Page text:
Steam Methane Reforming

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Steam Methane Reforming|
A Hydrogen Manufacturing Process|
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S. D. Duplichan|
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Hydrogen is an important chemical in petroleum refining and is manufactured most commonly in the United States by steam methane reforming. |

Hydrogen as an industrial chemical is used in petroleum refining and in the synthesis of ammonia and methanol. The two largest industries consuming hydrogen in the United States are petroleum refining and the synthesis of ammonia. The hydrogen needed for refinery operations is produced through either manufacturing or by-product recovery. The largest portion (77%) of industrial hydrogen produced in the United States is manufactured by steam reforming of natural gas. Hydrogen is also produced by steam reforming of naphtha, partial oxidation of oil, coal gasification, and water electrolysis, but these processes together produce a relatively small amount compared to steam reforming of methane. This is, in part, due to steam reforming having the highest thermal efficiency and lowest net production cost of the available processes for producing hydrogen.

Steam reforming involves converting light hydrocarbon feeds into synthesis gas by a reaction with steam over a catalyst in a reformer furnace. Before entering the steam reformer, the hydrocarbon feeds must be desulfurized by processes tailored to the amount of sulfur to be removed. The mixture of gas and process steam is then introduced into the primary reformer with a nickel–based catalyst where a reversible reaction takes place. The water gas shift reaction step then converts the resulting CO to CO2 and hydrogen. After cooling, the CO2 is scrubbed out of the process and remaining carbon oxides are converted to methane through the use of a methanation catalyst. This produces a typical product of 98.2% hydrogen. If a higher purity hydrogen is desired, the shifted gas can be purified by pressure-swing adsorption (PSA) instead of CO2 scrubbing and methanation and will result in a purity greater than 99% pure hydrogen. There are environmental concerns related to these processes, and much attention is given to minimizing the environmental impact of hydrogen manufacturing. Attention must be also be paid to the health and safety factors of hydrogen production, and regulations followed for each.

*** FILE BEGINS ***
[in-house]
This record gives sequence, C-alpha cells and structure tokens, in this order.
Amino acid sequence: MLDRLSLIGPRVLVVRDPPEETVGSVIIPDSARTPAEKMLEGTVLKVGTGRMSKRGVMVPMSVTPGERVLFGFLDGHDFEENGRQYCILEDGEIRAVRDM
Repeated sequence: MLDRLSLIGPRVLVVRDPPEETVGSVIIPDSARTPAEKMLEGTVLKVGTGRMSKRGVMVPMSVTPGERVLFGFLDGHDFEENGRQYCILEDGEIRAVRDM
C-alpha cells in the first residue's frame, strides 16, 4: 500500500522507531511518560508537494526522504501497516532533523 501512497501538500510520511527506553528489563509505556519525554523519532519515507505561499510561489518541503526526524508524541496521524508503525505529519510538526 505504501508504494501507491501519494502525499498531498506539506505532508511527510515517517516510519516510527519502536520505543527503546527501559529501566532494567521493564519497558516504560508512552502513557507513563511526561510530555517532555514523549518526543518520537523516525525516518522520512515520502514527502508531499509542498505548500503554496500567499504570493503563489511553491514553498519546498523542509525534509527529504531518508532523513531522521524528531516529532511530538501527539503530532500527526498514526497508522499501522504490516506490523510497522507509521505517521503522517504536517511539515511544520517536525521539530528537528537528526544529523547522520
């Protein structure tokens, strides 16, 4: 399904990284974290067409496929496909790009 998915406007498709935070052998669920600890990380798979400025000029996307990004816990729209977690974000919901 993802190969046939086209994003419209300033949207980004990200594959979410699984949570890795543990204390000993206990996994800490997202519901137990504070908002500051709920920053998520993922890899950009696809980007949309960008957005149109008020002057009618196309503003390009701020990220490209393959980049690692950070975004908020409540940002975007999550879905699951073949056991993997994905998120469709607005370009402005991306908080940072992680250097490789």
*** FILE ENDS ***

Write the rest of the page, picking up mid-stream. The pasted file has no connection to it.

The first step in the steam methane reforming process is feed preparation. The light hydrocarbon feeds used range from natural gas to straight run naphthas, all of which contain sulfur that must be removed before they enter the steam reformer. If the hydrocarbon feed contains small amounts of sulfur, the first desulfurization step consists of converting organic sulfur compounds to H2S by passing the feed at about 300-400°C over a Co-Mo catalyst in the presence of 2-5% H2. The next step reduces the sulfur level to less than 0.1 ppmwt by adsorption of H2S over ZnO catalyst. If the feed contains several hundred ppm sulfur or higher, bulk removal of H2S uses solvents such as monoethanolamine prior to the ZnO desulfurization step. The effluent from the Co-Mo reactor must be cooled for bulk removal and reheated for the ZnO purification in this case. Once the feeds have been desulfurized the resulting gas and process steam mixture moves on the reaction section of the process.

The reaction of the hydrocarbon feeds and steam over a nickel-based catalyst to produce synthesis gas takes place in a primary reformer furnace. The primary reformer furnace is a direct-fired chamber containing high nickel-alloy tubes arranged in single or multiple rows. The tube alloys are selected according to operating pressure and temperature specifications. The reaction process of hydrogen production is usually operated at 800-870°C and 300-400psig. The catalyst is made up of 5-25% nickel as NiO and usually contains potassium to inhibit coke formation from the use of feedstocks such as LPG and naphtha. The NiO is supported on calcium aluminate,...
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